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Dr McMahon, who directs the US Accreditation Council for Continuing Medical Education (ACCME), criticises1 our article on how continuing medical education (CME) was used to sell hypoactive sexual desire disorder,2 stating that we ‘provide no supporting evidence’ for our claims that CME courses are an important marketing tool. Perhaps he missed the references in our article, but additional studies support our points.3–9
Dr McMahon also claims that industry supported only 11% of CME activities.1 ,10 However, ACCME doesn't count two forms of industry funding as commercial support. In 2011, ACCME stopped requiring reporting of in-kind support, defined as ‘nonmonetary resources provided by a commercial interest in support of a CME activity’. Examples include ‘equipment, supplies, and facilities’.11 In other words, industry can pay for meeting space, hotel rooms, audiovisual costs, food and other costs related to a CME event—but as long as the money is paid directly to a hotel, caterer and the like, none of the money is reported as commercial support.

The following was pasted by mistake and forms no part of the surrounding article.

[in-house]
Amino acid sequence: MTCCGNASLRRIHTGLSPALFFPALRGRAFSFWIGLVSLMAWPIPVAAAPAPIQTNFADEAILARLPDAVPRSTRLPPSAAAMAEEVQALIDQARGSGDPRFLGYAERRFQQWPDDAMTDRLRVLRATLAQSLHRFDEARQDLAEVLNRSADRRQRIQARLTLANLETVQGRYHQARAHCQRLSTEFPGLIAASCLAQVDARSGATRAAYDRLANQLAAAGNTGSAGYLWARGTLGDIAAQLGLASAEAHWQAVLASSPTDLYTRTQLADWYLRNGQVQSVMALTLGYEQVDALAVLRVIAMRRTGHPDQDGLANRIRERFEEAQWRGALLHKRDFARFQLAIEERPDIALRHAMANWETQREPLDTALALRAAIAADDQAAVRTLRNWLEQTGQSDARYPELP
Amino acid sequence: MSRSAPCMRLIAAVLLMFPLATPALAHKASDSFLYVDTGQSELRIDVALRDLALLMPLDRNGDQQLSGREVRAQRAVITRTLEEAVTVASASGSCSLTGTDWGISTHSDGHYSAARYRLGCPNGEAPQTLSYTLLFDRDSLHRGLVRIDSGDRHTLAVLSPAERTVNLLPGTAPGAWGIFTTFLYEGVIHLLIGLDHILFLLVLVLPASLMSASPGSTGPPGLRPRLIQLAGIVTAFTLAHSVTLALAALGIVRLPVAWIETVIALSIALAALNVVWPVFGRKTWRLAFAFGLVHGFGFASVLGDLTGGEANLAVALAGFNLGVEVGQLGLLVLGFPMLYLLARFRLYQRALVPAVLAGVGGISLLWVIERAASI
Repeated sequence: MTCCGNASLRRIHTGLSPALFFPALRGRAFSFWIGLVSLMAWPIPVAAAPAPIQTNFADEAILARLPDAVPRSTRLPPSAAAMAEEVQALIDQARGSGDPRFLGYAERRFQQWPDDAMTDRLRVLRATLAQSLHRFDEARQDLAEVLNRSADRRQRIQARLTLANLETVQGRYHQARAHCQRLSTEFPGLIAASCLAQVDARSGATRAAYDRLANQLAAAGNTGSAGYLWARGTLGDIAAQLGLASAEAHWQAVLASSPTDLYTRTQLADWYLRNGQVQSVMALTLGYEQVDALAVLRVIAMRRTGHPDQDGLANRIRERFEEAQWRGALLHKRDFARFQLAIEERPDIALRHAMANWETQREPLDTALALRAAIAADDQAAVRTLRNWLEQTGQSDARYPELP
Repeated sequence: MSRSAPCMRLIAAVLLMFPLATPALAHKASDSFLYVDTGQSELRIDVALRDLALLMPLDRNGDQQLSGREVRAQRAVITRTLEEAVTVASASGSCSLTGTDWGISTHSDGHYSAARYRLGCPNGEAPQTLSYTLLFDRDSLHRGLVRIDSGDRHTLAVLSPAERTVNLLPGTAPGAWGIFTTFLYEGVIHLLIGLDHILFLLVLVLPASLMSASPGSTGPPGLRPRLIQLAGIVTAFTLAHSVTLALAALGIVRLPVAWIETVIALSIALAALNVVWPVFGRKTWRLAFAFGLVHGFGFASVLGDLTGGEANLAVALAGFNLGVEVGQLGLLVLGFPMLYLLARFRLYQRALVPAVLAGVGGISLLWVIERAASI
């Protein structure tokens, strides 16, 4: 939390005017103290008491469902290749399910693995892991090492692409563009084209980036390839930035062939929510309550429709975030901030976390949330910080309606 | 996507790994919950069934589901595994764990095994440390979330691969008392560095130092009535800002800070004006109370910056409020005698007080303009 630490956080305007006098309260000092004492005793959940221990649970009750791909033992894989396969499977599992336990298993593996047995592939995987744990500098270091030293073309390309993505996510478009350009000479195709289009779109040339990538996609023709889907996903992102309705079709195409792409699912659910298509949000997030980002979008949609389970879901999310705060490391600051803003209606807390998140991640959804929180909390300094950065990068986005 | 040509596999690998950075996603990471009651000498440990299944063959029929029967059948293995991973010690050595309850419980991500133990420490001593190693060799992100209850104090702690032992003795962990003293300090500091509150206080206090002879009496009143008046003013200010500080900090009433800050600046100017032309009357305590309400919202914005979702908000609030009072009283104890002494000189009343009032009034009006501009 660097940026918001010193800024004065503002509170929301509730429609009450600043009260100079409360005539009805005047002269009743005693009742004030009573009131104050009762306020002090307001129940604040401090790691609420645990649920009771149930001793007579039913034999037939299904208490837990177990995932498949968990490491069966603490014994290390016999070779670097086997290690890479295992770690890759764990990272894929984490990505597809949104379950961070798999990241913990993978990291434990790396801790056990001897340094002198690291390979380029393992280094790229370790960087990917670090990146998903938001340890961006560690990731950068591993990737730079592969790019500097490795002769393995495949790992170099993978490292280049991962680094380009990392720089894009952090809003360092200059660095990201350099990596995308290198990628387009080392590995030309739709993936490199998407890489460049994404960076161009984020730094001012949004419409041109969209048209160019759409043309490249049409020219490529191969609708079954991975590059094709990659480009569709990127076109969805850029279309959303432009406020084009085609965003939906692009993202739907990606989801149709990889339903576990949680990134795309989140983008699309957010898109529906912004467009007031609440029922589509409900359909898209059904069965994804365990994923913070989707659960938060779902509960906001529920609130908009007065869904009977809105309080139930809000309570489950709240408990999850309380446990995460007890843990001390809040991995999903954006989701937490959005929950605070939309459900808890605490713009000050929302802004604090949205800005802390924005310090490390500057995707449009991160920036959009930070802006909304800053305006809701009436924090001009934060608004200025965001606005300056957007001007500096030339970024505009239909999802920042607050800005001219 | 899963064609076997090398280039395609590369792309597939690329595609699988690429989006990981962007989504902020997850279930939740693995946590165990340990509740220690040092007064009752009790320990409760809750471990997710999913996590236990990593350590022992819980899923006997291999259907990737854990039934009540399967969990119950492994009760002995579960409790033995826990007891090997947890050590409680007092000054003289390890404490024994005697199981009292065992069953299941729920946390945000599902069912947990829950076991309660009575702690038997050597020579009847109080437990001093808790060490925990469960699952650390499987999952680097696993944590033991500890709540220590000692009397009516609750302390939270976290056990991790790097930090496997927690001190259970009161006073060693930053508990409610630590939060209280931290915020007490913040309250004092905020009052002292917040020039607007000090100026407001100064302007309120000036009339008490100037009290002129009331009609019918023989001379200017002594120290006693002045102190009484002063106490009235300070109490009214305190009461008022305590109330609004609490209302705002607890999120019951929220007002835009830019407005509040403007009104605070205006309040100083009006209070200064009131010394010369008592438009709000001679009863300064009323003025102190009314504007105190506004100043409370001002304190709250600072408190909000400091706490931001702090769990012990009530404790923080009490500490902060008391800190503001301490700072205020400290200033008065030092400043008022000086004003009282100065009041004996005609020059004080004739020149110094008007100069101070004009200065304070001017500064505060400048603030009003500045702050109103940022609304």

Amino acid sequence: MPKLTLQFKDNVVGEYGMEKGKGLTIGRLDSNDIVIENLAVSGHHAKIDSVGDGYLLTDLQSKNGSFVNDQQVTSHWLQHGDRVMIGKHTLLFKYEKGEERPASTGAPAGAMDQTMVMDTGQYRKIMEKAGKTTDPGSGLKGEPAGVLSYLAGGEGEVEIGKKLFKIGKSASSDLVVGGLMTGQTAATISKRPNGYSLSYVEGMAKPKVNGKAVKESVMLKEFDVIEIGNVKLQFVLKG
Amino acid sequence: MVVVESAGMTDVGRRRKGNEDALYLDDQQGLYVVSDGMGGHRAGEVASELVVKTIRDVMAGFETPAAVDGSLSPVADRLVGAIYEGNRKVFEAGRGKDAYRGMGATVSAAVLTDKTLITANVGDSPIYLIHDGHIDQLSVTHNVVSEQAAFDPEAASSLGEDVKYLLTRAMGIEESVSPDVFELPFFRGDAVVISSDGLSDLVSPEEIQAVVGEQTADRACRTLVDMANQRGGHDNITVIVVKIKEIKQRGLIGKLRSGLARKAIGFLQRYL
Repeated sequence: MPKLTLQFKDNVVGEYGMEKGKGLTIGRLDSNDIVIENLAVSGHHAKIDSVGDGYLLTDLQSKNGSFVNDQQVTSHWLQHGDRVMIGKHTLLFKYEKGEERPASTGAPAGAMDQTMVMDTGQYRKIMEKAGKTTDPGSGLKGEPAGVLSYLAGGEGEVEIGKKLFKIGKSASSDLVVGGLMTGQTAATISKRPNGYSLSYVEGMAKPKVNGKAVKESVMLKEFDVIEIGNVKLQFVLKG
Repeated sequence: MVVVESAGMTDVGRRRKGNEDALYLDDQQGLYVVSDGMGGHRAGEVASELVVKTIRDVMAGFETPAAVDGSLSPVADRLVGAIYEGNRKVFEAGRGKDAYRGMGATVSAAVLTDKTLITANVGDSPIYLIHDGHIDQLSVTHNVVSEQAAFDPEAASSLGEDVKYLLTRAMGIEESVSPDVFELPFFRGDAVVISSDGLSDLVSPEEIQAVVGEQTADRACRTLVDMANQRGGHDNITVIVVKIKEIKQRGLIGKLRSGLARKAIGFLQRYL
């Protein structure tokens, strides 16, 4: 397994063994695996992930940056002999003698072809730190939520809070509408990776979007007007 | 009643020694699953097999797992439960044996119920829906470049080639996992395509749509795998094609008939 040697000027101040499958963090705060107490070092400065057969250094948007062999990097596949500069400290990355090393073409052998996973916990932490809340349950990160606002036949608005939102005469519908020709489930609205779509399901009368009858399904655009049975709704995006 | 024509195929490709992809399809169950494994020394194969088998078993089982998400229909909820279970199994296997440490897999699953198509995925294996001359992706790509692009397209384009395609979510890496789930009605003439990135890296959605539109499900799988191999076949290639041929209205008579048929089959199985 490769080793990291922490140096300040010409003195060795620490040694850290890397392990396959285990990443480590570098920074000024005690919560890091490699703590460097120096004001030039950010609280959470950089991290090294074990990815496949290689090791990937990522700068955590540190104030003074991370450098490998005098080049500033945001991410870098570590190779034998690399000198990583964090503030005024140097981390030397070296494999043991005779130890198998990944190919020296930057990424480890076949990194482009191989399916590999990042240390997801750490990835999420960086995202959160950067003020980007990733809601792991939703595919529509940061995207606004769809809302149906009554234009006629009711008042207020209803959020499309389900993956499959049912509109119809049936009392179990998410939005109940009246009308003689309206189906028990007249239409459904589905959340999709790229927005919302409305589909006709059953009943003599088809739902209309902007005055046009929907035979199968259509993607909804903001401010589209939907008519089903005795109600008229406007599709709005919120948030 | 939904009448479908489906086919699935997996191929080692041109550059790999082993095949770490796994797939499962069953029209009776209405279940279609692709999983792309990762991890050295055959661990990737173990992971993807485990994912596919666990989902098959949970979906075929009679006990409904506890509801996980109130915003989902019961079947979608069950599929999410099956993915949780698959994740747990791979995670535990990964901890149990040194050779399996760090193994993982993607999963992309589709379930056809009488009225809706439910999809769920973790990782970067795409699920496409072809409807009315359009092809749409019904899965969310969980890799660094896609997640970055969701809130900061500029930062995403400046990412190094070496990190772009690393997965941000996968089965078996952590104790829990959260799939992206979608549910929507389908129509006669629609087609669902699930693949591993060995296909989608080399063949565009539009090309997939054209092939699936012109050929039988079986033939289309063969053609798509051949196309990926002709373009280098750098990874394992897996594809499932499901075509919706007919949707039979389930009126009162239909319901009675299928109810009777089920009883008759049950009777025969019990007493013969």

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Competing interests AF-B is a paid expert witness at the request of plaintiffs in litigation regarding pharmaceutical marketing practices, and directs PharmedOut, a Georgetown University Medical Center project that encourages rational prescribing. AH is the paid project manager of PharmedOut. PharmedOut has a contract with theGeorge Washington Milken Institute School of Public Health to create industry-free continuing medical education modules and resources for the Washington DC Department of Health.
Provenance and peer review Commissioned; internally peer reviewed.
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